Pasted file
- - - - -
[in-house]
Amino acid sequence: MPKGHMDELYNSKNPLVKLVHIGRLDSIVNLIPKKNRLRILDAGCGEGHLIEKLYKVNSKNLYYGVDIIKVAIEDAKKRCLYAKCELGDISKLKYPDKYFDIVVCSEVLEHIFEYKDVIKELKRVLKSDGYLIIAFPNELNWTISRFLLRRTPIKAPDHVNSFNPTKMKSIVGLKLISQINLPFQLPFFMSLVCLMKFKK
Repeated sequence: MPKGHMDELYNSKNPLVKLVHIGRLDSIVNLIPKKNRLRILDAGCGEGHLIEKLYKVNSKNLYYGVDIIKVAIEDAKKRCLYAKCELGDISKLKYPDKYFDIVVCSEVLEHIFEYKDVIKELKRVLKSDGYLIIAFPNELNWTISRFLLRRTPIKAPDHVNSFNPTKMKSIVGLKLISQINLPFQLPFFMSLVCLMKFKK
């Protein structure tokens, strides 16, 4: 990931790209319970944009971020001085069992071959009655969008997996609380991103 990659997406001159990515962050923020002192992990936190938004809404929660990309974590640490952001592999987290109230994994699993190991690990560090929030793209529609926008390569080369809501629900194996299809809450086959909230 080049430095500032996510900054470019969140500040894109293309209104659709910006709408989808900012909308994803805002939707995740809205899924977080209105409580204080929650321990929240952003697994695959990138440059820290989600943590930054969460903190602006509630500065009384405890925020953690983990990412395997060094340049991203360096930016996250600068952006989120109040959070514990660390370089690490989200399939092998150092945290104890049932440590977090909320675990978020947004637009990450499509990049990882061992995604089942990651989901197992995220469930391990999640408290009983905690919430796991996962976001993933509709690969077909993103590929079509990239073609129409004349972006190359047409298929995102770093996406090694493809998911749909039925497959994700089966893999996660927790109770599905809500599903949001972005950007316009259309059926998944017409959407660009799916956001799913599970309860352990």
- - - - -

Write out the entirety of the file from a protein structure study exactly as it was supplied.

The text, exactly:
[in-house]
Amino acid sequence: MPKGHMDELYNSKNPLVKLVHIGRLDSIVNLIPKKNRLRILDAGCGEGHLIEKLYKVNSKNLYYGVDIIKVAIEDAKKRCLYAKCELGDISKLKYPDKYFDIVVCSEVLEHIFEYKDVIKELKRVLKSDGYLIIAFPNELNWTISRFLLRRTPIKAPDHVNSFNPTKMKSIVGLKLISQINLPFQLPFFMSLVCLMKFKK
Repeated sequence: MPKGHMDELYNSKNPLVKLVHIGRLDSIVNLIPKKNRLRILDAGCGEGHLIEKLYKVNSKNLYYGVDIIKVAIEDAKKRCLYAKCELGDISKLKYPDKYFDIVVCSEVLEHIFEYKDVIKELKRVLKSDGYLIIAFPNELNWTISRFLLRRTPIKAPDHVNSFNPTKMKSIVGLKLISQINLPFQLPFFMSLVCLMKFKK
């Protein structure tokens, strides 16, 4: 990931790209319970944009971020001085069992071959009655969008997996609380991103 990659997406001159990515962050923020002192992990936190938004809404929660990309974590640490952001592999987290109230994994699993190991690990560090929030793209529609926008390569080369809501629900194996299809809450086959909230 080049430095500032996510900054470019969140500040894109293309209104659709910006709408989808900012909308994803805002939707995740809205899924977080209105409580204080929650321990929240952003697994695959990138440059820290989600943590930054969460903190602006509630500065009384405890925020953690983990990412395997060094340049991203360096930016996250600068952006989120109040959070514990660390370089690490989200399939092998150092945290104890049932440590977090909320675990978020947004637009990450499509990049990882061992995604089942990651989901197992995220469930391990999640408290009983905690919430796991996962976001993933509709690969077909993103590929079509990239073609129409004349972006190359047409298929995102770093996406090694493809998911749909039925497959994700089966893999996660927790109770599905809500599903949001972005950007316009259309059926998944017409959407660009799916956001799913599970309860352990």